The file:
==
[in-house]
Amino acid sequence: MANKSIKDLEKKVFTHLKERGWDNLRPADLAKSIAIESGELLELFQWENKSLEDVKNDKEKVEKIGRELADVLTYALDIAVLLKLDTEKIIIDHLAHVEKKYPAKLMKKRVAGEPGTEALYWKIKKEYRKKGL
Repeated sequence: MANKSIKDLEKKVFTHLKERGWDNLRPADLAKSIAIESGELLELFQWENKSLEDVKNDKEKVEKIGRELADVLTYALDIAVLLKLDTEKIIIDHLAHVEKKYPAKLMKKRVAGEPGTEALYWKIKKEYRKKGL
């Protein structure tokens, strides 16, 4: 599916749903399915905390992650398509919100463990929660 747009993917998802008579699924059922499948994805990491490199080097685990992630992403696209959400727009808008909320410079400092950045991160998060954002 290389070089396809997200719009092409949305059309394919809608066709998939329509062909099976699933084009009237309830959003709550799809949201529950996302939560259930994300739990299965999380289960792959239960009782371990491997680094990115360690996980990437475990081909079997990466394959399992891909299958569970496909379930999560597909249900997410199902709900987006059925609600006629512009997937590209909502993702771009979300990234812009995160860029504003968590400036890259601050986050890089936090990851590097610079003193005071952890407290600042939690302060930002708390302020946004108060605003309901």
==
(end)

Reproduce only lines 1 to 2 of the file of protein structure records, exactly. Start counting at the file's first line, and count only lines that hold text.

[in-house]
Amino acid sequence: MANKSIKDLEKKVFTHLKERGWDNLRPADLAKSIAIESGELLELFQWENKSLEDVKNDKEKVEKIGRELADVLTYALDIAVLLKLDTEKIIIDHLAHVEKKYPAKLMKKRVAGEPGTEALYWKIKKEYRKKGL